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(Credit: Washington Post, screenshot)

The Washington Post’s outgoing ombudsman Patrick Pexton addressed two different cases of how the newspaper has sensitively handled reporting on Native Americans in a Feb. 8 post.

In one case, the Post cut a story and photo about a  school swim team because the photo pictured “the girls, who dress in a different theme each meet to encourage team spirit, wearing face paint and feathers — seemingly Native American warrior garb,” which could be offensive and “subject” the young students to criticism.

Pexton likened dressing in “face paint and feathers” to donning military uniforms, which is “against federal law for a civilian to wear the uniform of a U.S. soldier, sailor, airman or Marine for personal gain” and explained that since the students are minors, the newspaper had to protect them from any of that potential criticism.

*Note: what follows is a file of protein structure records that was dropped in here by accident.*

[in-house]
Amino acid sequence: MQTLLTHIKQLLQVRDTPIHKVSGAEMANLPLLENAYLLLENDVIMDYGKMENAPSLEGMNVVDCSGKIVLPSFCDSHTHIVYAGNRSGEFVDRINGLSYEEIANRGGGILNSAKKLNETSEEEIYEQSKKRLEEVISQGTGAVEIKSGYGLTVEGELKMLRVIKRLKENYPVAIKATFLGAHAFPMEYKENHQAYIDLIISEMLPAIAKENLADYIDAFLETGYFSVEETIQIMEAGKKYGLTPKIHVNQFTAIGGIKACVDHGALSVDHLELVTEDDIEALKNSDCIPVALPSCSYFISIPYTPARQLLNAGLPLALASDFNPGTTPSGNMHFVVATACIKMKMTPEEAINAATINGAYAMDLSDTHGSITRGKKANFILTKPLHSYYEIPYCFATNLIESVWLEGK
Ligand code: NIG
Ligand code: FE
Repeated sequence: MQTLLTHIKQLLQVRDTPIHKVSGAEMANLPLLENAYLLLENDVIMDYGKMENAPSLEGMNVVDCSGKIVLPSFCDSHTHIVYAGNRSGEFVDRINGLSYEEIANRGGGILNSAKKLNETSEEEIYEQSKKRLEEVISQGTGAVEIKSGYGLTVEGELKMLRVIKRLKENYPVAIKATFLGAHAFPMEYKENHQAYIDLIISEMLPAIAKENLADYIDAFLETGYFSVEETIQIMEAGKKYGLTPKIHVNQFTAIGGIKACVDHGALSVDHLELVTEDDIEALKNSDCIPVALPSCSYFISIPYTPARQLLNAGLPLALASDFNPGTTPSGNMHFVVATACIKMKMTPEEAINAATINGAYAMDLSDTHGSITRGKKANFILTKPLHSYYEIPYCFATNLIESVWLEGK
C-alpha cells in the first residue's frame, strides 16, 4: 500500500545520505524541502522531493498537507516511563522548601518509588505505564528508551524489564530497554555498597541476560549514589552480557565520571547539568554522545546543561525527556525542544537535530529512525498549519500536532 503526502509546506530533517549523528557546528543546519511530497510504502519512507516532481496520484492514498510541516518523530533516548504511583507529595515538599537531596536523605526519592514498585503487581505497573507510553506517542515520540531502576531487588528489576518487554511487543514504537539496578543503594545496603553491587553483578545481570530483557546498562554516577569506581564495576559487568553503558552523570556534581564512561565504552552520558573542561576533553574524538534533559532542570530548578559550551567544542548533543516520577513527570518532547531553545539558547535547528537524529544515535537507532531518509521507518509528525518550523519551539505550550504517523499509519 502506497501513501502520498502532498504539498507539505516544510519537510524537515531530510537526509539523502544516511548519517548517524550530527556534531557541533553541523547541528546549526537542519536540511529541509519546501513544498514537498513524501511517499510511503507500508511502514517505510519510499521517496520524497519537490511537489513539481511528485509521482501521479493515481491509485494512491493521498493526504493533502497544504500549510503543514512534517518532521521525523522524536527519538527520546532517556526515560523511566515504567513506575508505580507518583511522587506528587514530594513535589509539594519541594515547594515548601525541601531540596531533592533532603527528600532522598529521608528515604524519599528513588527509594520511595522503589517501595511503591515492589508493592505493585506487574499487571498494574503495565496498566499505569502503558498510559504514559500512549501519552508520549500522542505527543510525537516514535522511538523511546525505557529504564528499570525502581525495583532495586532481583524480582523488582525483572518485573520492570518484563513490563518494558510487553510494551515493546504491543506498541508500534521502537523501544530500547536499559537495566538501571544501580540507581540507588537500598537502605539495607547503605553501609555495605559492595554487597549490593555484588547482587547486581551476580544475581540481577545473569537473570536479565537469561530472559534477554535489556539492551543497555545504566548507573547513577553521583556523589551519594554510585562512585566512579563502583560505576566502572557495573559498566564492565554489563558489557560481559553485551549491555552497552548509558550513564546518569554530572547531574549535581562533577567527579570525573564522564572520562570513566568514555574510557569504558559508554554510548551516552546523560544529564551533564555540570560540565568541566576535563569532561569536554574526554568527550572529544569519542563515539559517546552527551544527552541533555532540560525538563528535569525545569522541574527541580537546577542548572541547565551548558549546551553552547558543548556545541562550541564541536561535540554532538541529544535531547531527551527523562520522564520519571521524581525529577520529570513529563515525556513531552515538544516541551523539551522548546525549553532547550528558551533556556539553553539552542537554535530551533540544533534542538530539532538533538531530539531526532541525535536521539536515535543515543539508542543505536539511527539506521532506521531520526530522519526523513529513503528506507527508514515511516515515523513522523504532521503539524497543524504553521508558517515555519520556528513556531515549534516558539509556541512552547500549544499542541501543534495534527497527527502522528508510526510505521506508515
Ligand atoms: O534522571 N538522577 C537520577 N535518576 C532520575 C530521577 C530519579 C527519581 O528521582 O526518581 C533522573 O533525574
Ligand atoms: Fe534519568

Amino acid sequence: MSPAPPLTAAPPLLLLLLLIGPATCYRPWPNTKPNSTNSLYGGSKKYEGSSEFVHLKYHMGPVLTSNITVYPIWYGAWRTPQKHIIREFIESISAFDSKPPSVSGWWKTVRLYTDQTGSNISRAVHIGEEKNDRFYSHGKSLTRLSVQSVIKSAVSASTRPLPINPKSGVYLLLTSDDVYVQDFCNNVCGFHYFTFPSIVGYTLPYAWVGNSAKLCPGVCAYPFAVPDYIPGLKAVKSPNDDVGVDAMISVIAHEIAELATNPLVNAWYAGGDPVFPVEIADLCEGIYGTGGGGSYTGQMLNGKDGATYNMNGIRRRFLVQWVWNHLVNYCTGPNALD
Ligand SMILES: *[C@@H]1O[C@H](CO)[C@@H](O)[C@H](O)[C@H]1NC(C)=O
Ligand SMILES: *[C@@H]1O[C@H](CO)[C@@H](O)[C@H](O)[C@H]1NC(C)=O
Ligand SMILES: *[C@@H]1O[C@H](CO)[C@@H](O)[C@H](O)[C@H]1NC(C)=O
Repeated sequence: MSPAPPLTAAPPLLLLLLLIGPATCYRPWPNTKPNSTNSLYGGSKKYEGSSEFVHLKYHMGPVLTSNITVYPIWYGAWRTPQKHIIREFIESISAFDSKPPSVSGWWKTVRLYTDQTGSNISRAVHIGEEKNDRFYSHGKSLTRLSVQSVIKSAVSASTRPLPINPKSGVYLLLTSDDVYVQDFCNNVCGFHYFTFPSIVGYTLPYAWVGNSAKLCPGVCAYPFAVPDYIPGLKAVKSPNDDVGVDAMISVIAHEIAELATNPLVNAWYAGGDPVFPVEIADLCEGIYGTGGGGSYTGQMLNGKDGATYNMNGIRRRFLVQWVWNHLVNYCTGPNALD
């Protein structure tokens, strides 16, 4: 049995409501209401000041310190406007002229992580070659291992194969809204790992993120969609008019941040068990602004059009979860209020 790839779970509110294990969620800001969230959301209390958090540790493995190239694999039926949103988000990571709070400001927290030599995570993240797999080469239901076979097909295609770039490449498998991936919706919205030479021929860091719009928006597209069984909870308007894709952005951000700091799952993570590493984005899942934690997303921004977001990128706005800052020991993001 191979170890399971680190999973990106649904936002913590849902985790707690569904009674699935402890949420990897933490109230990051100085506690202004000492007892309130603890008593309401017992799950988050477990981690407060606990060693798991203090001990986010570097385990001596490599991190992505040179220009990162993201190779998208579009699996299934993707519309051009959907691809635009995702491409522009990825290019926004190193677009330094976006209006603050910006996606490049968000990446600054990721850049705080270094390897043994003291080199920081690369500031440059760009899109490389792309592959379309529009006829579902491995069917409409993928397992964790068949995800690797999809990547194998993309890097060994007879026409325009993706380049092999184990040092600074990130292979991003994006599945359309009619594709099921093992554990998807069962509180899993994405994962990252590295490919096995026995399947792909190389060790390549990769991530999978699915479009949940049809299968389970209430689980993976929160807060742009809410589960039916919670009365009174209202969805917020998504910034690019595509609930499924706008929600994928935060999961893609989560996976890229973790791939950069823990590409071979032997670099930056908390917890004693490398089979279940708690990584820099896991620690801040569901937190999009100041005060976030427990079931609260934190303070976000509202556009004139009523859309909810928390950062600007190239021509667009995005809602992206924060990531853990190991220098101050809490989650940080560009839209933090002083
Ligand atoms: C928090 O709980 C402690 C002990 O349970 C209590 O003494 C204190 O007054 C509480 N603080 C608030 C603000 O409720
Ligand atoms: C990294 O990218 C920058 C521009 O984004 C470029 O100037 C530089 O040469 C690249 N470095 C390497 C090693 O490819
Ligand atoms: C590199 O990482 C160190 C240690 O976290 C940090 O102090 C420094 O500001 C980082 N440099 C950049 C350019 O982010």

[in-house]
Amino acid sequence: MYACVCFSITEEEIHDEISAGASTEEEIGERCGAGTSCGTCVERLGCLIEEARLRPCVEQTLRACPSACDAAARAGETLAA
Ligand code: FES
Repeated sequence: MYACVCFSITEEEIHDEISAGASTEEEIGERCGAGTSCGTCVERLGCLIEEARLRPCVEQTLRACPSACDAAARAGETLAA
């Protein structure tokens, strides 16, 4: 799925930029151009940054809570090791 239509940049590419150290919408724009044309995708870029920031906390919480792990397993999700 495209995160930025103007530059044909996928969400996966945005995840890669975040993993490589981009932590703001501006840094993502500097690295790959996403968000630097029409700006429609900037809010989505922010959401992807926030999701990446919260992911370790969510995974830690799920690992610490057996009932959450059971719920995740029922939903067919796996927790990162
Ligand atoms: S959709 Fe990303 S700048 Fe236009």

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And in the other case, Post columnists advocated for the NFL team the Washington Redskins to be re-named. As iMediaEthics has written, the Kansas City Star announced last fall it wouldn’t use the team’s name “Redskins” because it’s a racial epithet.  Star public editor Derek Donovan explained: “I see no compelling reason for any publisher to reprint an egregiously offensive term as a casual matter of course.”

Check out Pexton’s full post.

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Why WashPost Didn’t Use Pic of Teen Athletes in ‘Native American Warrior Garb’

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